CONTEMPORARY INDIAN ARTIST VINITA KARIM TALKS ABOUT MINERAL PIGMENT PAINTINGS
The name of contemporary Indian artist Vinita Karim brings a certain image to mind: intricate cityscapes with turquoise blues, vibrant reds and radiant metallic suns. From boats in crowded harbors to fluttering flags on temple roofs, every detail of her imagined metropolises are finely rendered. But as an artist focused on the physicality of her paintings, Vinita is always searching for new mediums and techniques, which in the past has led to the use of embroidery and now has launched a new phase of her artistic journey.
Over the past year, Vinita has begun exploring mineral pigments and a more abstracted style. This new material spreads organically across the canvas, creating unpredictable and uncontrollable effects — a challenge that has deeply inspired the artist. The mineral pigments also give an incredible sense of depth and texture to her paintings.
Recently, Vinita answered our questions on mineral pigments and how they have contributed to her stunning new series.
Your paintings have traditionally involved embroidery and acrylic on canvas. What inspired you to work with mineral pigments?
I love my materials — whether they are fine acrylic or oil paints, or gold, copper and silver leaf. I use the finest of canvases that I can source from different parts of the world. I also often incorporate embroidery in my work. For me, materials are a source of joy and creativity. I am always on the search for new materials.
Earth pigments have been used by humans dating back to prehistoric times, when cavemen created frescoes made out of raw materials which Mother Nature provided, such as black from burnt wood, yellow and red from soil, and white from chalk. Given this rich history, when I came across a shop in New York specializing in Earth Pigments, I was delighted. Trying out new mediums and techniques has always fascinated me, because by experimenting, I find myself in a new territory, outside my comfort zone, which in itself is challenging and exciting.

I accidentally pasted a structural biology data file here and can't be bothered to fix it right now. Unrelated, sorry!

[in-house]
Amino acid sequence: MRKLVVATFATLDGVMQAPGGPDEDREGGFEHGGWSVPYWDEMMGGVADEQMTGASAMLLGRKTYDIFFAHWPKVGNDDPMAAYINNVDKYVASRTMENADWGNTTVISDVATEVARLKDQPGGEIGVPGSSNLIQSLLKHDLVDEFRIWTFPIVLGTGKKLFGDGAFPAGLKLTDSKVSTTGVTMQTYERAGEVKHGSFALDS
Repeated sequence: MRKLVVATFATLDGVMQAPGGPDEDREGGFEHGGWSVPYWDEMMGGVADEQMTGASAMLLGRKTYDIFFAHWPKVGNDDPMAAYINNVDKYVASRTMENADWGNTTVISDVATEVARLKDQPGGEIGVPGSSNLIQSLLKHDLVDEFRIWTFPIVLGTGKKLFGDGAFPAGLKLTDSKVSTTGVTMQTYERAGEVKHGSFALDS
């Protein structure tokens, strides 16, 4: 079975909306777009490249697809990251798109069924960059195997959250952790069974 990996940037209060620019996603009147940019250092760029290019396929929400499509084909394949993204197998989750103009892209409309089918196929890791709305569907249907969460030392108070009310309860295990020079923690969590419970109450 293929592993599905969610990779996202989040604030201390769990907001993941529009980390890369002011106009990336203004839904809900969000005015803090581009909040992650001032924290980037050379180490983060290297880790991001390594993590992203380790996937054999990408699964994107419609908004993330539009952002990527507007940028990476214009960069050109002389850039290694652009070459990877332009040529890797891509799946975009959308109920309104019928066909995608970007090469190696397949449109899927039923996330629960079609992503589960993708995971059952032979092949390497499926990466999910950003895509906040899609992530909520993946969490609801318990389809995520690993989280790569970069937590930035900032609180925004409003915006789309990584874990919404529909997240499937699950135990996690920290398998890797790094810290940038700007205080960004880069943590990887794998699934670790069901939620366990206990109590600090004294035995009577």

And what type of colors or materials are considered mineral pigments?
I discovered that there is a whole new range of colors to explore, such as cadmium, cobalt and organic pigments. Organic pigments exist both as natural pigments produced from plants and animals or as synthetic modern pigments from modern carbon chemistry. For example, Prussian Blue was discovered in Berlin in 1704 by Johann Jacob Diesbach. And in earlier days, the semi-precious stone lapis lazuli was used to create ultramarine blue, but now there are synthetic variants available.
I find it very exciting to use these pigments which are made out of different soils, oxides and metal powders. It is as if a whole new world has opened for me to explore!
What is your process when working with this medium?
Working with these pigments has been a trial and error procedure for me. By mixing them with acrylic mediums, I tried to manage them. I use various gels and mediums as well as binding agents to coax these pigments into adhering to my canvas. I work flat on the floor. It is a very hands-on process which involves a lot of spontaneity.